Optimizing the Efficiency and Implementation of Cash Transfers to Improve Adherence to Antiretroviral Therapy: Study Protocol for A Cluster Randomized Controlled Trial [post]

Laura Packel, Prosper Njau, Carolyn Fahey, Angela Ramadhani, William H Dow, Nicholas P Jewell, Sandra I McCoy
2020 unpublished
Background : Antiretroviral therapy (ART) for HIV, taken daily, is an effective strategy to clinically suppress the virus, providing the dual benefit of improved survival and vastly decreasing the risk of transmission. However, this highly effective intervention has not yet reached all who could benefit. Cash transfers are increasingly recognized as an effective strategy to motivate behavior change and improve outcomes along the HIV care continuum, including engagement in HIV care and adherence
more » ... care and adherence to ART. Despite a growing evidence base and strong theoretical foundation for the cash transfer approach, key questions remain. Specifically, gaps exist in understanding: 1) whether short-term cash transfers can increase viral suppression in larger, effectiveness studies; and 2) an implementation model or set of best practices that facilitate scale up and enhance sustainability. To address these questions and begin to bridge the "know-do gap" with respect to cash transfers, our team is employing an implementation science approach to iterative development of an incentive-based implementation strategy to promote ART uptake and adherence among people living with HIV (PLHIV) in the Lake Zone Region, Tanzania.Methods: We will conduct a type I hybrid implementation – effectiveness trial to test the effectiveness of a cash transfer intervention on the outcome of HIV viral suppression, and concurrently examine the potential for real-world implementation with an mHealth system through measurement of implementation science constructs. Specifically, our team will expand the intervention to 32 clinics and enroll 1,984 PLHIV to (a) evaluate its effectiveness by conducting a cluster randomized controlled trial with clinics as the unit of randomization and 12-month viral suppression as the primary outcome – a key indicator for monitoring progress towards HIV epidemic control; and (b) evaluate the implementation challenges and successes by measuring implementation outcomes at multiple levels (patient, provider, clinic). Discussion: This trial will provide evidence about not only the real-world effectiveness of cash transfers for retention in HIV care and viral suppression, but also on the implementation challenges and successes that will facilitate or hinder wider scale-up within Tanzania and beyond.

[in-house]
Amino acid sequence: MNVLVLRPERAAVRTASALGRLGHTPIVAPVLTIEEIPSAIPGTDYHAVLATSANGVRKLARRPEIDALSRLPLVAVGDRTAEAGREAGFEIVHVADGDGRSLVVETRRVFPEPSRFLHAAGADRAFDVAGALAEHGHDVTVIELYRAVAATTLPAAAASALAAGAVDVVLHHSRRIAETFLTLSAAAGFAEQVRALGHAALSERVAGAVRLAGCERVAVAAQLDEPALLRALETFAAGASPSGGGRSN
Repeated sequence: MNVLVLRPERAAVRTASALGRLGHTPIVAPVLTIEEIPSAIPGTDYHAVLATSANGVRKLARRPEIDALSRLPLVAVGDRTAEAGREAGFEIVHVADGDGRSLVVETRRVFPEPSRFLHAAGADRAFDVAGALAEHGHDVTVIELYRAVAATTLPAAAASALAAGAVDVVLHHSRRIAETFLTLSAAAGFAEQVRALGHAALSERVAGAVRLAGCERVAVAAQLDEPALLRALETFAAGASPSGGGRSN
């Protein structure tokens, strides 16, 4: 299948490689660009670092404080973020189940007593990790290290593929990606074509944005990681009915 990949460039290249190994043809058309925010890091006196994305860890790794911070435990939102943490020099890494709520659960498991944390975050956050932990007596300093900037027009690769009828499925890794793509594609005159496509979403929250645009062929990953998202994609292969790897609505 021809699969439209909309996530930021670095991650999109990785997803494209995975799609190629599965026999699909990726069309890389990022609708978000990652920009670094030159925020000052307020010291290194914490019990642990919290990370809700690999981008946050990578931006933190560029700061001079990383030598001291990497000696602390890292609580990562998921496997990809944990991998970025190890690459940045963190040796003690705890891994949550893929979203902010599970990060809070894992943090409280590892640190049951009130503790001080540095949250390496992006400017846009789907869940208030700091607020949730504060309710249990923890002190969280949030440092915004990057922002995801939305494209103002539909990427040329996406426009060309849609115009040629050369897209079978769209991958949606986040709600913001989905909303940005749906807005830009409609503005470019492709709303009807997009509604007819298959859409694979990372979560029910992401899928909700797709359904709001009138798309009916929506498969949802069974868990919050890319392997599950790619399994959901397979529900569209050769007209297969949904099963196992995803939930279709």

doi:10.21203/rs.3.rs-18363/v1 fatcat:3nylqnnb6bd35bsq3ld4nu5fxq